Massive Arab oil money and US coordination are being used to avert the Egyptian people’s historic struggle for democracy and freedom, an analyst says.
“The Arab oil money is being used to shore up the military regime precisely in order to make sure that the people of Egypt do not realize democratic freedom,” Finian Cunningham wrote in a column for Press TV.
Some Persian Gulf Arab monarchies have pledged to support the new rulers of Egypt with USD 12 billion in cash grants, central bank deposits and oil deals.
Saudi Arabia is to supply USD 5 billion, the United Arab Emirates USD 3 billion and the latest to stump up is Kuwait with a pledge of USD 4 billion.
Meanwhile, the Financial Times reported this week that US President Barack Obama has urged the rulers of Qatar and the United Arab Emirates to emphasize the need for their support to the Egyptian interim regime.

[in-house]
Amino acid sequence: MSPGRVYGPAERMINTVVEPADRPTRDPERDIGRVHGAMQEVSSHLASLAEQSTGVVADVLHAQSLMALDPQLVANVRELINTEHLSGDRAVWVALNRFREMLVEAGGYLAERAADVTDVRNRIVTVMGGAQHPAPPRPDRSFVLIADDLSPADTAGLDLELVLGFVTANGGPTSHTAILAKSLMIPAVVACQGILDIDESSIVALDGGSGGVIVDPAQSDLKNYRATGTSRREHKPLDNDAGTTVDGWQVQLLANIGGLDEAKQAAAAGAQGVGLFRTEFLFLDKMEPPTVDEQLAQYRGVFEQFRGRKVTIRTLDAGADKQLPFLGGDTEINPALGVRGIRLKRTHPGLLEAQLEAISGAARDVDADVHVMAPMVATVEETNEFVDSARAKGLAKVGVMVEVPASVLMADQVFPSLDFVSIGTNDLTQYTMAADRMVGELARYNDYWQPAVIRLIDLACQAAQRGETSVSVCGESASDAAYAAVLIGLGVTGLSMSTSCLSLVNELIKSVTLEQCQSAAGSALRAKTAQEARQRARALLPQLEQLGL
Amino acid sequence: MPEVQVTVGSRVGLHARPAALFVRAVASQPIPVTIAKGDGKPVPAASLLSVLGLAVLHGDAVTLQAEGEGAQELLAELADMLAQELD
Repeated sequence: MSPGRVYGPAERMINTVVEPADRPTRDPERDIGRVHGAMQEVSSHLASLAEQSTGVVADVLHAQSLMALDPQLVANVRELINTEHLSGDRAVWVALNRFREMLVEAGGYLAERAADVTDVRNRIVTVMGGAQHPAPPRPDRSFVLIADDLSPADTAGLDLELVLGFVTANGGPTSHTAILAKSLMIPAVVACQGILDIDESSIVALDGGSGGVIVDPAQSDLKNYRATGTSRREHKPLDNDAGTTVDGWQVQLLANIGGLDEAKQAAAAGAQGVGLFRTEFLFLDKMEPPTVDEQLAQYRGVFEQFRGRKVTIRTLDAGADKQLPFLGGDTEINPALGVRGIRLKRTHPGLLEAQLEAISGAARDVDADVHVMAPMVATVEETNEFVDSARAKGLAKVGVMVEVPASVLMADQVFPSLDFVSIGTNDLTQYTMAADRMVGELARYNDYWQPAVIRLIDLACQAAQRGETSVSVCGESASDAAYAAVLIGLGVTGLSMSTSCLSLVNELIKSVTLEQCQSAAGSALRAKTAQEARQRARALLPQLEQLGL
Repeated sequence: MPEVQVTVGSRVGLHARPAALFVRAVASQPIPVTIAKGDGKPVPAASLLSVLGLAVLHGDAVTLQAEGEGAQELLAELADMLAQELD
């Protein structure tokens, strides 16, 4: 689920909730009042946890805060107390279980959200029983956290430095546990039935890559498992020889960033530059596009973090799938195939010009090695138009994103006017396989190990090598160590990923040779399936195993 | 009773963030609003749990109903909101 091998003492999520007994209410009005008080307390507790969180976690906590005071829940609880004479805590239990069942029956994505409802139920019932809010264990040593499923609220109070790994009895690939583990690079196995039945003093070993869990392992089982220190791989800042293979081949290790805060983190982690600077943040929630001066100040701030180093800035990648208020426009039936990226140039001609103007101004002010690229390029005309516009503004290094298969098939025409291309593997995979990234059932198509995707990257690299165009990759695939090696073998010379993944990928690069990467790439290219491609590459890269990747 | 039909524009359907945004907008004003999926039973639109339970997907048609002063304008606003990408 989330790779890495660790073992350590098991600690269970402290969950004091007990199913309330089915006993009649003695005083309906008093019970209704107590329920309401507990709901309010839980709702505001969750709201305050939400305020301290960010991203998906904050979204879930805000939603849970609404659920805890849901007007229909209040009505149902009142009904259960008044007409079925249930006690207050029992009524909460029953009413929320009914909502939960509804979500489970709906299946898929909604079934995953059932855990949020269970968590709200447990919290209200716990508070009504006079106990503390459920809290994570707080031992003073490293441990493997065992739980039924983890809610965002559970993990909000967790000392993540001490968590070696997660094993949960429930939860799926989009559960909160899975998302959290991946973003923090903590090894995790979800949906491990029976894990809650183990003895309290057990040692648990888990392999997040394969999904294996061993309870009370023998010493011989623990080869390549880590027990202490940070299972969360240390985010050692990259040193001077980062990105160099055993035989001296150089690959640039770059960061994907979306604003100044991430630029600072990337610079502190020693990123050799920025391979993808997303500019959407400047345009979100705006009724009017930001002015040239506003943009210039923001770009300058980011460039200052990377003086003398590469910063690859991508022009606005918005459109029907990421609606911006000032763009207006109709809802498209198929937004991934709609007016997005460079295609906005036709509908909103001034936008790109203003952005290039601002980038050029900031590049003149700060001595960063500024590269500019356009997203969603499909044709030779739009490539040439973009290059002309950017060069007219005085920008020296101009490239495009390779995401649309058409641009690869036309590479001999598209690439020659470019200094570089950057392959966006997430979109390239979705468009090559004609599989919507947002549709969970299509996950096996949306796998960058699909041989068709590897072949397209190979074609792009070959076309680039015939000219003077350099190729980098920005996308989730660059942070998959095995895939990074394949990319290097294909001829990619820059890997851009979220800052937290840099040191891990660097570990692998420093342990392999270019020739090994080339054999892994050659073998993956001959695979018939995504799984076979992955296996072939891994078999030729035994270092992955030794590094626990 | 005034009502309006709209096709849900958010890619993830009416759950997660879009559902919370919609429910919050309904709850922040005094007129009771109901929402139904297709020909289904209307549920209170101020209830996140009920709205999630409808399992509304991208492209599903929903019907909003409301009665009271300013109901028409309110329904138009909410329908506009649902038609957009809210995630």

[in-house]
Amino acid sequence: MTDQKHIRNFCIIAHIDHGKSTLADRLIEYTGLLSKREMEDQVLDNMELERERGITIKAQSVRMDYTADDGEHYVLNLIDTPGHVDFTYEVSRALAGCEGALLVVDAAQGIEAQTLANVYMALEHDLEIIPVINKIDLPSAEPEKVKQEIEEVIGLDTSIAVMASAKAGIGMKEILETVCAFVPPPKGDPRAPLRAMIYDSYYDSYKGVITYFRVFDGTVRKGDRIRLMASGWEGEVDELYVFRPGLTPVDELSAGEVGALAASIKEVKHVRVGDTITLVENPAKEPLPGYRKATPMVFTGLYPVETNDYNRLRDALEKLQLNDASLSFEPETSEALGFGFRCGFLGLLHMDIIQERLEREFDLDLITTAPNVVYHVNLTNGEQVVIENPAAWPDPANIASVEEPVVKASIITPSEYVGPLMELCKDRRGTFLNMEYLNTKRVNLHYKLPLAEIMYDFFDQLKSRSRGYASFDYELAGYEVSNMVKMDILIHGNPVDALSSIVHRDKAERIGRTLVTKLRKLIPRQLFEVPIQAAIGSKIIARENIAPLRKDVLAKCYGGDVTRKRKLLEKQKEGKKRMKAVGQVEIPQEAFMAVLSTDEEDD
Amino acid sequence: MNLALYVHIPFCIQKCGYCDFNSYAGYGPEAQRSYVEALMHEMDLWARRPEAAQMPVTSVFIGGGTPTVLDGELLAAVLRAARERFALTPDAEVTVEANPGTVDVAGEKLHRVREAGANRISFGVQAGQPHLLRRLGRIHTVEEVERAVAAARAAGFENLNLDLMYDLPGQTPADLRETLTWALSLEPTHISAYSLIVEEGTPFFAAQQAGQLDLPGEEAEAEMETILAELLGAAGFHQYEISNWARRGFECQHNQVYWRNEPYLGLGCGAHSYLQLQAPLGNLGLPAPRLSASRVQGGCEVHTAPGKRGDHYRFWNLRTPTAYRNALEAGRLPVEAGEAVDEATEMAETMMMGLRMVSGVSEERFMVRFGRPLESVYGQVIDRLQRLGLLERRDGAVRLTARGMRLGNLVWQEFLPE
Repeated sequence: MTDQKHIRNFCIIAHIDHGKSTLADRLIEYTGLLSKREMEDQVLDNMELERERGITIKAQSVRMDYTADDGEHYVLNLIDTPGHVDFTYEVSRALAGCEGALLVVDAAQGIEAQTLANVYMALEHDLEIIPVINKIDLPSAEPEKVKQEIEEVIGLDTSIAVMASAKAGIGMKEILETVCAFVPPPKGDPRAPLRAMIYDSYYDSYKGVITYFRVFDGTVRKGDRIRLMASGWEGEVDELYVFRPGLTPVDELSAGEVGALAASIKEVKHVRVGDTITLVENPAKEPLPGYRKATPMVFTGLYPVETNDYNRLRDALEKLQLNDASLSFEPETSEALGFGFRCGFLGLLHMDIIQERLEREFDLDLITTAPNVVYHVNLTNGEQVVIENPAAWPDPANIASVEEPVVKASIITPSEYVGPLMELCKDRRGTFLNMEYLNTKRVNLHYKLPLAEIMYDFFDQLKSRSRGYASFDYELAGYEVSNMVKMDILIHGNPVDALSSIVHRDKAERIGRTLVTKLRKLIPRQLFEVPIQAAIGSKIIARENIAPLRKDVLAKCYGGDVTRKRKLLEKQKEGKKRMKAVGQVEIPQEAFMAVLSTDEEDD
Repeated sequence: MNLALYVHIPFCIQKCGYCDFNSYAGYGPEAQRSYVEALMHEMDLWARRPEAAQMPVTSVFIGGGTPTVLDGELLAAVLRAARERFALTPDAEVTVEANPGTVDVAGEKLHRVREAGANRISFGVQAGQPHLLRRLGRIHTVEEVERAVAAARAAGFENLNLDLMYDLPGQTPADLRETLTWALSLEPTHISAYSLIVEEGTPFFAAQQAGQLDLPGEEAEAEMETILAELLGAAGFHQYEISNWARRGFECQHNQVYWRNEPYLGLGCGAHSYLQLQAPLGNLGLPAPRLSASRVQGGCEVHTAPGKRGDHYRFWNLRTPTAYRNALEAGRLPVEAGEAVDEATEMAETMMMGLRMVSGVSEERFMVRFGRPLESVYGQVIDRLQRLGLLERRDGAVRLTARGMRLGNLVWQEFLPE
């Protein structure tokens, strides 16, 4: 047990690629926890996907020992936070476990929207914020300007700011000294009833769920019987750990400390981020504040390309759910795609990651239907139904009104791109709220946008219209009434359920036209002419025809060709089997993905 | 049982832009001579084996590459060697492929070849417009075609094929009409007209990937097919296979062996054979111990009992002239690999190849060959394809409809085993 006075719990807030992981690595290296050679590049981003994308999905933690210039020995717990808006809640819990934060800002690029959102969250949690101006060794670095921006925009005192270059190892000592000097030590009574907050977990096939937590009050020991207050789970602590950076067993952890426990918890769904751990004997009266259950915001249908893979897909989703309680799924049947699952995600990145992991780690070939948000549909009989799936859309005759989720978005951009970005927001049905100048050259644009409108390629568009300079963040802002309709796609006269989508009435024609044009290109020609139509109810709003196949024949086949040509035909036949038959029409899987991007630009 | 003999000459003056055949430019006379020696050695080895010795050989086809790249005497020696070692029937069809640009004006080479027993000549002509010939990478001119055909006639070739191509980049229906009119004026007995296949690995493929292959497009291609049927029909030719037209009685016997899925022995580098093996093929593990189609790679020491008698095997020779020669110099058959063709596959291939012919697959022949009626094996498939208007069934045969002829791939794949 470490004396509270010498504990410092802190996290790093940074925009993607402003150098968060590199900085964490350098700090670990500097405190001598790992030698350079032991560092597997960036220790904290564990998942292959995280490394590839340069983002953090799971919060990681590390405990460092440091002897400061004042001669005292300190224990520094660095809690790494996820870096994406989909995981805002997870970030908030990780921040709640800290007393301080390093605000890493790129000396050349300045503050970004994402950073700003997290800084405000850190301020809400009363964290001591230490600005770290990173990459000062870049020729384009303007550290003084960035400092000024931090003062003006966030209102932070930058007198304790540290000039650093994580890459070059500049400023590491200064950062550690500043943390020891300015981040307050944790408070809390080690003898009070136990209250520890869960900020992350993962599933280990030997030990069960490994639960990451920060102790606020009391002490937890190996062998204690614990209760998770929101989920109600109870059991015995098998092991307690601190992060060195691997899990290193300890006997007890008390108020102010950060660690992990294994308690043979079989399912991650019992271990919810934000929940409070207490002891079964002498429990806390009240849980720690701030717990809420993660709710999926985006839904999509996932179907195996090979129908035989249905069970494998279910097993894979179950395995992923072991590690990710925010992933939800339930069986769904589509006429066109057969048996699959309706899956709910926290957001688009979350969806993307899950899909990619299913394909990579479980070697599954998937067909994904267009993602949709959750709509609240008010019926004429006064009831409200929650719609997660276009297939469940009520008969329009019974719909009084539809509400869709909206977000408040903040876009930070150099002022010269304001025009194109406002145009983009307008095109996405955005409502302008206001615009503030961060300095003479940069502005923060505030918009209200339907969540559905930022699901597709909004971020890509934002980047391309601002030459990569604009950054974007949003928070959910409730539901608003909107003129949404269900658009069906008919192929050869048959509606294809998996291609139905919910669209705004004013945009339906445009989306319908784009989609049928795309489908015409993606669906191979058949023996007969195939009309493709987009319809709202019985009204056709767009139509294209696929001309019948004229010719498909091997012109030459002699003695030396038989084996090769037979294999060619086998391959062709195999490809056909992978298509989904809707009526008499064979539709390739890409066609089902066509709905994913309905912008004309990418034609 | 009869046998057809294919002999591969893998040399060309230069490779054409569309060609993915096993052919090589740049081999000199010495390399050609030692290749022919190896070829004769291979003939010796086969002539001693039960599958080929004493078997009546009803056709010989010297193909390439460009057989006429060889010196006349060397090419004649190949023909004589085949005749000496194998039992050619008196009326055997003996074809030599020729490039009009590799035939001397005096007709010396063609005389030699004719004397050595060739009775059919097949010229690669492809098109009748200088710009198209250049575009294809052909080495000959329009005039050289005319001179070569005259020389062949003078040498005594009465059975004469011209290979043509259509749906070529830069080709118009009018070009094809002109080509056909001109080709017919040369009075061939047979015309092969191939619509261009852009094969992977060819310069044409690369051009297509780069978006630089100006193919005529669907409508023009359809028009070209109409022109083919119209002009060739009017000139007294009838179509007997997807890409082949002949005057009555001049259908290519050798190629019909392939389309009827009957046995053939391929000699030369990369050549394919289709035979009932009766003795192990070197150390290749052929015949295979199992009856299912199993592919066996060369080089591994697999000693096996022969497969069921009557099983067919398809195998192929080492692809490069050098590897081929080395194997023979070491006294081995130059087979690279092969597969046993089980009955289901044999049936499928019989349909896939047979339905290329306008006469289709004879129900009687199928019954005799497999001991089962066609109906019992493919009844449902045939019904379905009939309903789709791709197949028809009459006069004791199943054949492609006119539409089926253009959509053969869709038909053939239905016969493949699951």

Referring to the massive financial support, the analyst noted that the move “is designed at buying off the country’s pro-democracy movement by sweetening the rule of autocrats”.
“Democracy in Egypt, and its possible contagion across the region, is anathema to the Arab dictatorial monarchs, as it is to Washington and its imperative of maximizing corporate profits,” he added.
Egypt plunged into violence after the country’s powerful military ousted the country’s first democratically-elected president, Mohammad Morsi, suspended the constitution, and dissolved the parliament on July 3.
The army declared chief justice of Egypt’s Supreme Constitutional Court, Adly Mansour, as interim president on July 4.
Since then, the new military-backed administration has intensified its crackdown on the Muslim Brotherhood, Morsi’s political party, issuing arrest warrants for many of the group’s members.
On July 10, Egypt’s military-backed interim government stepped up its crackdown on the Muslim Brotherhood, ordering the arrest of its spiritual leader, Mohamed Badie and other senior figures.
By Press TV
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